Unless your time is less valuable than the few dollars you stand to save, don’t bother filing claims for trivial price differences. This is especially important to remember if your price protection plan limits the number of discrete claims you can file each year, rather than limiting total aggregate claim value. Set your own minimum claim threshold – say, $30 or $50 – and stick to it.

5. Check for Retailer Price Match Guarantees First

Check for retailer price match guarantees before invoking your card’s price protection benefit. Retailer price match guarantees are generally easier and quicker to file than credit card price match guarantees. Bear in mind, too, that some price protection plans specifically exclude items subject to retailer price match guarantees.

6. Look for “Can’t Lose” Opportunities

Scan your price protection plan’s fine print to confirm this, but there’s probably no restriction on spending more on an item you know is available for less somewhere else, then invoking price protection to capture the difference.

The value in doing this is simple: assuming your credit card earns rewards on every dollar spent, spending more upfront maximizes your cash back potential without increasing your total net cost. On a credit card earning 2% cash back, for instance, a $250 price difference adds up to $5 – a nice little arbitrage.


Final Word

Price protection is just one of many fringe benefits that come with responsible credit card use. Others, such as travel insurance and return protection, may be even more valuable on a per-claim basis. If you have yet to look through your credit card’s guide to benefits, it’s worth doing so the next time you have a few free minutes. You might be surprised by what you find.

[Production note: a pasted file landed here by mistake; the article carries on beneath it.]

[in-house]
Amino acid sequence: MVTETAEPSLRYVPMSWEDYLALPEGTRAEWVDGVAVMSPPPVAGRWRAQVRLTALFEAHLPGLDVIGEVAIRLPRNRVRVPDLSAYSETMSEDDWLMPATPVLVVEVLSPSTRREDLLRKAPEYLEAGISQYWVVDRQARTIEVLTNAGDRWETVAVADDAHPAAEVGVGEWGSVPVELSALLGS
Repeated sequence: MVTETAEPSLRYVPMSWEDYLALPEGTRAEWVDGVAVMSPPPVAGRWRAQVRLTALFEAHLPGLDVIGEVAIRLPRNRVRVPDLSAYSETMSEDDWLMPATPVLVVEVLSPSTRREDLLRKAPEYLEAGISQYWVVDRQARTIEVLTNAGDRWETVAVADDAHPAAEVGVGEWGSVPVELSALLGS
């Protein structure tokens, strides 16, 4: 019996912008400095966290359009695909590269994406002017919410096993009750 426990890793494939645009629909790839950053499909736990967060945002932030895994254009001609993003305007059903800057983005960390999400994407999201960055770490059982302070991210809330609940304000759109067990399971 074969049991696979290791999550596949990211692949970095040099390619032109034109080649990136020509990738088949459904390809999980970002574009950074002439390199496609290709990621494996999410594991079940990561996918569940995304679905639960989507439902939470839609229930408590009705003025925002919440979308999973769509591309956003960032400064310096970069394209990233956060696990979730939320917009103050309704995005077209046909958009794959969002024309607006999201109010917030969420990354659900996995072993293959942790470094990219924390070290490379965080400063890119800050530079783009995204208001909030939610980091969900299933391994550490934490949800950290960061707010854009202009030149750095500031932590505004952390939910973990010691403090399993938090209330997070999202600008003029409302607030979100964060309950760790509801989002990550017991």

Have you ever invoked your credit card’s price protection benefit? How much did you save?

Editorial Note: The editorial content on this page is not provided by any bank, credit card issuer, airline, or hotel chain, and has not been reviewed, approved, or otherwise endorsed by any of these entities. Opinions expressed here are the author's alone, not those of the bank, credit card issuer, airline, or hotel chain, and have not been reviewed, approved, or otherwise endorsed by any of these entities.

Brian Martucci
Brian Martucci writes about credit cards, banking, insurance, travel, and more. When he's not investigating time- and money-saving strategies for Money Crashers readers, you can find him exploring his favorite trails or sampling a new cuisine. Reach him on Twitter @Brian_Martucci.

Comments Disclosure: The below responses are not provided or commissioned by the bank advertiser. Responses have not been reviewed, approved or otherwise endorsed by the bank advertiser. It is not the bank advertiser's responsibility to ensure all posts and/or questions are answered.